Fraxinus lanuginosa Koidz.

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Credits

Article from New Trees, Ross Bayton & John Grimshaw

Recommended citation
'Fraxinus lanuginosa' from the website Trees and Shrubs Online (treesandshrubsonline.org/articles/fraxinus/fraxinus-lanuginosa/). Accessed 2020-01-29.

Genus

Glossary

glabrous
Lacking hairs smooth. glabrescent Becoming hairless.
pubescence
Hairiness.
pubescent
Covered in hairs.

References

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Credits

Article from New Trees, Ross Bayton & John Grimshaw

Recommended citation
'Fraxinus lanuginosa' from the website Trees and Shrubs Online (treesandshrubsonline.org/articles/fraxinus/fraxinus-lanuginosa/). Accessed 2020-01-29.

Tree 5–15 m, with wide-spreading branches. Branchlets greyish brown and glabrous below, though usually pubescent above; buds smooth or hairy. Leaves deciduous, imparipinnate, 9–20 cm long; leaflets five to seven, ovate to oblong, 3–10 × 1.5–5 cm, pubescent, five to eight secondary veins on each side of the midrib, margins regularly serrate, apex acute to attenuate; leaflets almost sessile or with petiolules 0.5–2 cm long (apical leaflet); petiole 2–8 cm long, pubescent. Polygamous; inflorescences paniculate, terminal or axillary on current growth, 5–10 cm long. Flowers opening in spring as leaves unfurl; staminate flowers congested, calyx absent, corolla with four small white petals; hermaphrodite flowers lax, calyx small and irregularly dentate, corolla as in staminate flowers. Fruit an oblanceolate samara, 1.8–2.5 × 0.3–0.5 cm. Flowering May to June (Japan). Ohwi 1965. Distribution JAPAN: Hokkaido, Honshu, Kuril Is., Kyushu, Shikoku. Habitat Deciduous forest between 700 and 1800 m asl. USDA Hardiness Zone 6. Conservation status Not evaluated. Illustration NT374, NT377. Cross-references B227, K91. Taxonomic note Typical F. lanuginosa is restricted to central and northern Honshu. Var. serrata (Nakai) Hara, which can be distinguished by the glabrous or sparsely hairy buds and glabrous branchlets, is more widespread.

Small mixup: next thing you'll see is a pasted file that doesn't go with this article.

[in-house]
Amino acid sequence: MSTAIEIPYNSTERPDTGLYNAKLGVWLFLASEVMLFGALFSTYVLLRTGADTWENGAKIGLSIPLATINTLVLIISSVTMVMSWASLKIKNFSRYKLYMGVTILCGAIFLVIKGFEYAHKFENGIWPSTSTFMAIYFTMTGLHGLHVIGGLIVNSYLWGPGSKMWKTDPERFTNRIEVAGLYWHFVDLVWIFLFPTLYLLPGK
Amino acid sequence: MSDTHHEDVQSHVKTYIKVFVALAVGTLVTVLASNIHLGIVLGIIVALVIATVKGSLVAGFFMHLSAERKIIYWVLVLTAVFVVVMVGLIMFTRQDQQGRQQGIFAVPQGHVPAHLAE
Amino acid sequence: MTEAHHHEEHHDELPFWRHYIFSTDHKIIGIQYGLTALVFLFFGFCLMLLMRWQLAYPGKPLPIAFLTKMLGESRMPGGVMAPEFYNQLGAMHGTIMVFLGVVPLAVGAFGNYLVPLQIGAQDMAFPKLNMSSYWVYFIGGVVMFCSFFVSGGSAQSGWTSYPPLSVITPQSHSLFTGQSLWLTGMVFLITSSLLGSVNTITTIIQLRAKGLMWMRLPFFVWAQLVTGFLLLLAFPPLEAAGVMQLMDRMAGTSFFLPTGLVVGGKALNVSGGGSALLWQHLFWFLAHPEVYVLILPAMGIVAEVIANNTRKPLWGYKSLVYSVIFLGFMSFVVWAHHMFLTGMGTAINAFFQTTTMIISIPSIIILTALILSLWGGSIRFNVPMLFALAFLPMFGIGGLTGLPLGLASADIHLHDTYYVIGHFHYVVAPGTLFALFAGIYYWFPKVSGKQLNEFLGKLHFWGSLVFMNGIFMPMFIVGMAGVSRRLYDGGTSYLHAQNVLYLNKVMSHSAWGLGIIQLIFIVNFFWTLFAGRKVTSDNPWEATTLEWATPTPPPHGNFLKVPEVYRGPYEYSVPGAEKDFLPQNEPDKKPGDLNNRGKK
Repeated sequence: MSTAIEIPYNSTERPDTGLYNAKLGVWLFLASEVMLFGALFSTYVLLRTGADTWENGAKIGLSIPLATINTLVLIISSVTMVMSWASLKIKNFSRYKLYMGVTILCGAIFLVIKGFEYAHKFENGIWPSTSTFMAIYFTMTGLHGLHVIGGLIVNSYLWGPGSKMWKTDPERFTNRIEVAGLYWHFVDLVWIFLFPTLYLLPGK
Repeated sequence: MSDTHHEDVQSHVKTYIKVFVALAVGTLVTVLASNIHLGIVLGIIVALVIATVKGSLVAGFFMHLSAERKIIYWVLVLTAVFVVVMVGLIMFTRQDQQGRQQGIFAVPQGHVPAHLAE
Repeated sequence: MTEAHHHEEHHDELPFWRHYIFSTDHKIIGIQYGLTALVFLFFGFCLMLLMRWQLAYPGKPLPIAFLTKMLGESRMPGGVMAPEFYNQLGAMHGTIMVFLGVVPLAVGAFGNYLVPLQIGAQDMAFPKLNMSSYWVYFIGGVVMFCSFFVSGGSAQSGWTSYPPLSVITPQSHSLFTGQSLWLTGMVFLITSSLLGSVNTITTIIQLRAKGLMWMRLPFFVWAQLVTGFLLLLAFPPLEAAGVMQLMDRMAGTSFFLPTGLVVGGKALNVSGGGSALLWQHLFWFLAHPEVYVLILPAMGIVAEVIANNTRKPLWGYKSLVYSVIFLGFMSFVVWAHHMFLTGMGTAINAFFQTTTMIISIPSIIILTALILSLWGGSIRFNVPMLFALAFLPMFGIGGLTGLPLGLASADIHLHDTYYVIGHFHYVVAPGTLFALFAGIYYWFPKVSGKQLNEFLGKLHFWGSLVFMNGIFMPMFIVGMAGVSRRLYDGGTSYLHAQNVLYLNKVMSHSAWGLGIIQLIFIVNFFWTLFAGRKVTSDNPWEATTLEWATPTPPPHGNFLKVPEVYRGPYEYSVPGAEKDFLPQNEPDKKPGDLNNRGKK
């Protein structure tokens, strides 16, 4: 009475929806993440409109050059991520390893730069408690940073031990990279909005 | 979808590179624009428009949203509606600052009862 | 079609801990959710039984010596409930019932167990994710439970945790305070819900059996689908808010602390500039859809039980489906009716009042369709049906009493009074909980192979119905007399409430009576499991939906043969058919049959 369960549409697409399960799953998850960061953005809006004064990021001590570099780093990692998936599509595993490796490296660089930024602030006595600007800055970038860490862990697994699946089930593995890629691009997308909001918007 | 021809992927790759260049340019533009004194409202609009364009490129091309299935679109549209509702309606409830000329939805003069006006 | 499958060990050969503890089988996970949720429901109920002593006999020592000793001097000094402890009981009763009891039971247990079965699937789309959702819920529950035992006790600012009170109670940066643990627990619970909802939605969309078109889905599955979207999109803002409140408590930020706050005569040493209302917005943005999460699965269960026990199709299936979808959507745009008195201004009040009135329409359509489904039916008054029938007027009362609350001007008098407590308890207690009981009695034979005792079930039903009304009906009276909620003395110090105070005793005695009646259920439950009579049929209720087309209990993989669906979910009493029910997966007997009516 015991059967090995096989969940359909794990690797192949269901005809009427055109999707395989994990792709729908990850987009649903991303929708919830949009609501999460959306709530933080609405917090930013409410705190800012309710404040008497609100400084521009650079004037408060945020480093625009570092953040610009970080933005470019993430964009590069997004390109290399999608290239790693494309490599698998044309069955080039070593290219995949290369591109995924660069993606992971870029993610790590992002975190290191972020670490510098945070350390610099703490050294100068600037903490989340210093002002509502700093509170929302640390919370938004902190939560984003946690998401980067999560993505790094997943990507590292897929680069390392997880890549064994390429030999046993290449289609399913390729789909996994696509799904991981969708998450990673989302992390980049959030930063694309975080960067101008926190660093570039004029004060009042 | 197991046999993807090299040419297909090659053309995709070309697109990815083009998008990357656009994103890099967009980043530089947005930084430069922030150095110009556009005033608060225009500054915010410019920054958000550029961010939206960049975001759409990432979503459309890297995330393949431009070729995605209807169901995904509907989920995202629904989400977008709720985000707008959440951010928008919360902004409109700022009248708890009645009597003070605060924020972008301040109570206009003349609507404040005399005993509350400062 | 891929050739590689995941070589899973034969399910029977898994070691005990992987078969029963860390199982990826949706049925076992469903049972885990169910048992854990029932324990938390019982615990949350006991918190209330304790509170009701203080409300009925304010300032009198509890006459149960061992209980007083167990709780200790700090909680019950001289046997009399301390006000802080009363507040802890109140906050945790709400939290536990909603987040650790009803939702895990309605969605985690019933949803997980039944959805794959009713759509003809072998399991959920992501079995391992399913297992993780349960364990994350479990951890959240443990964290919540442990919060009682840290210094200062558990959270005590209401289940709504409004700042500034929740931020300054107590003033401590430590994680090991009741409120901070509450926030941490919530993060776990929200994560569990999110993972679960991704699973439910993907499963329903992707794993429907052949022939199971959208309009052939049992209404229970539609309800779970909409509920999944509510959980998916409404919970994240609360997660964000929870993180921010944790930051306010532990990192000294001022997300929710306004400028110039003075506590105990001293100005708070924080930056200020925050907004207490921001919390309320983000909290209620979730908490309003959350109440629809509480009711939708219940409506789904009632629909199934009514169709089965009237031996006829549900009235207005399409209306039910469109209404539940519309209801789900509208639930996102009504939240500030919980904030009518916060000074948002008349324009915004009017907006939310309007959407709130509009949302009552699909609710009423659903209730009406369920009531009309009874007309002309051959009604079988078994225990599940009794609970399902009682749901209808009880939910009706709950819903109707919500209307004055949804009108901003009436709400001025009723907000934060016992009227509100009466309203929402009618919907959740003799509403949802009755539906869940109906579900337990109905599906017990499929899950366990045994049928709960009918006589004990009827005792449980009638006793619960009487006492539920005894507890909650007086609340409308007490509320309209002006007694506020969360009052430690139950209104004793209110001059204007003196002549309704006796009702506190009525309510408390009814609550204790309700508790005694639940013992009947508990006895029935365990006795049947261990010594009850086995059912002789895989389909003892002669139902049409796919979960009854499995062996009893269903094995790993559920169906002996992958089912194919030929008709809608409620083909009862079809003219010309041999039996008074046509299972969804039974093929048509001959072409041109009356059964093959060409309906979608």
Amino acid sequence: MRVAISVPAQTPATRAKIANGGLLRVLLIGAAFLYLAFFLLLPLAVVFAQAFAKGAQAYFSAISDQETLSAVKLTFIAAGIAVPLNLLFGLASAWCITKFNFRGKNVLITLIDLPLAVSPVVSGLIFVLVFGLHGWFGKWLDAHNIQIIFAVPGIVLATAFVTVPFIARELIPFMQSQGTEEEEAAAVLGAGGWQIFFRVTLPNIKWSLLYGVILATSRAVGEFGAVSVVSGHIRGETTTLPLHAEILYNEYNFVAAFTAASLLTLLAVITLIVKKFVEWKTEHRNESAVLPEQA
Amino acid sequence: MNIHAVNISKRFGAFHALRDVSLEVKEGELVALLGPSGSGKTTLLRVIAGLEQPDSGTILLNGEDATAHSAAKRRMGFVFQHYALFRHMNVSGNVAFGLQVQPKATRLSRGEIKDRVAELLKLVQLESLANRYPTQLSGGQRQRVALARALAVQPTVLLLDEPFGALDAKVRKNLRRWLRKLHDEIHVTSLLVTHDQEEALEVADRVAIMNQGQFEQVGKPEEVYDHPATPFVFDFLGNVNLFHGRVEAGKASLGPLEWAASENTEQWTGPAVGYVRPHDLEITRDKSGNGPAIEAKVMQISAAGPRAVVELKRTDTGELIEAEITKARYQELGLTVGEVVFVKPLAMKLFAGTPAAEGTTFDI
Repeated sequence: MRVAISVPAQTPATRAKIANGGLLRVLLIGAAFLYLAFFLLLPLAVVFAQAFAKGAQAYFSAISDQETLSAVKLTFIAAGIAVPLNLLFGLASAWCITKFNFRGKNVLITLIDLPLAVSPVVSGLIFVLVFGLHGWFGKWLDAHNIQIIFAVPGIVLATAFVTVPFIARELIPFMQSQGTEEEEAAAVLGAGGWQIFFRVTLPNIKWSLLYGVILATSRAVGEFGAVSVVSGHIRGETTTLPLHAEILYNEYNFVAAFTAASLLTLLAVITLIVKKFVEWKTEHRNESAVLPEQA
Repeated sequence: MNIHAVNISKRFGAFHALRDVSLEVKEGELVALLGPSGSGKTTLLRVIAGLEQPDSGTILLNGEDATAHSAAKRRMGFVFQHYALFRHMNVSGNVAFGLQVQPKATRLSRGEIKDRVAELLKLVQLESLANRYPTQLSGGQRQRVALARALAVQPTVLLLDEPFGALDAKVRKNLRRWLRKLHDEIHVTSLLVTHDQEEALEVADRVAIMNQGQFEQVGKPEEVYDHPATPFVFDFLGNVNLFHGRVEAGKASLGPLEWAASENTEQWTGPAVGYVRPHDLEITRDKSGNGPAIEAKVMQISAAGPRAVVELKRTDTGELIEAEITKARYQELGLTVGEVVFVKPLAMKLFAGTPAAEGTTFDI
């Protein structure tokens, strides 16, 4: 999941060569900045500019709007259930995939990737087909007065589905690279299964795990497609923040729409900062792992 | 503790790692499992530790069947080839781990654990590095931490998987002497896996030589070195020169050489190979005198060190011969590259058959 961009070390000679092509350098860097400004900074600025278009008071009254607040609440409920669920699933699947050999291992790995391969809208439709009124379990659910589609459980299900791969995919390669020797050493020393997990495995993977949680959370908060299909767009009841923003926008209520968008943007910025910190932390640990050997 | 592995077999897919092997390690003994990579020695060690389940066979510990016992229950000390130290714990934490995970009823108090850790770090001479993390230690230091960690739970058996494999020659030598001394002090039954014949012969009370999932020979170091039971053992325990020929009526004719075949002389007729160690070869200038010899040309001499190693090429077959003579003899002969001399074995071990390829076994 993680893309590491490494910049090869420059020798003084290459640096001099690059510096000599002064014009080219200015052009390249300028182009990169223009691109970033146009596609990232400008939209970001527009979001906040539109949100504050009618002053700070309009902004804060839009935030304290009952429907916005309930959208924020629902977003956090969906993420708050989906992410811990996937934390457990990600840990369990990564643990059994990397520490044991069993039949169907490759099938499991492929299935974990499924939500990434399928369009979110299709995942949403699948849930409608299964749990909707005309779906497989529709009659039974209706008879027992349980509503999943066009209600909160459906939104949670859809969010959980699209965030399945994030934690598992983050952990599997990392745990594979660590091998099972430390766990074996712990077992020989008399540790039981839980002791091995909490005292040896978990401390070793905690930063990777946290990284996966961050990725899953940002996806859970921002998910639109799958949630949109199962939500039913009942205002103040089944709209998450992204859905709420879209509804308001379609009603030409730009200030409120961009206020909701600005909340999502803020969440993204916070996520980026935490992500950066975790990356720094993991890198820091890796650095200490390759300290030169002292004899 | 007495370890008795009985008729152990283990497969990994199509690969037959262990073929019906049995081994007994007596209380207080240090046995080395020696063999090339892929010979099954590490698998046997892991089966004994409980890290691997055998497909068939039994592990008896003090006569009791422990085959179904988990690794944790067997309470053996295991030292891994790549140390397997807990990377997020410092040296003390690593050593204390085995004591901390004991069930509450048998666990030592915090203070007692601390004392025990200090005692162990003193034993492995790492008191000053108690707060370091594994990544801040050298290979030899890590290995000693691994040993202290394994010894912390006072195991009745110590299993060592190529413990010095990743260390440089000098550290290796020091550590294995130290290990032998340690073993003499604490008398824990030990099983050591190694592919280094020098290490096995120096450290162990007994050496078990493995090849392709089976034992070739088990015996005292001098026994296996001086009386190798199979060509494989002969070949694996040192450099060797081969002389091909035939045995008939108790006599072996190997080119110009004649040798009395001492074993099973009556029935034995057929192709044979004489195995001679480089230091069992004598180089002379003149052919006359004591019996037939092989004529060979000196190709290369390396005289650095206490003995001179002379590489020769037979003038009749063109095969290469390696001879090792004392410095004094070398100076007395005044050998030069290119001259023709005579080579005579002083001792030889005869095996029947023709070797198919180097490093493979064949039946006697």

Several recent expeditions have introduced Fraxinus lanuginosa, mainly from collections made in Hokkaido (for example, W&H 483 in 1989, EHOK 112 in 1997). The plants show considerable variation in pubescence characters, and distinctions between varieties that rely on these features should be viewed with caution. The young shoots can be either almost glabrous, or densely pubescent as in one specimen at Edinburgh from W&H 483, on which the hairs are retained for several years, giving the 8 m tree a very distinctive look. On other trees the (less hairy) shoots, young leaves and fruits are tinged purple. The mature leaves are usually a pale mid-green but when heat-stressed, as at Quarryhill, they become purplish, and the field notes for EHOK 112 indicate that the autumn colour can also be purple, when the straw-coloured bunches of keys form a pleasing contrast. It can be a big tree – 15 m tall with a branch-spread of 12 m in the case of the parent of the EHOK 112 collection – but young trees seem to be quite slow-growing, at least in some locations.


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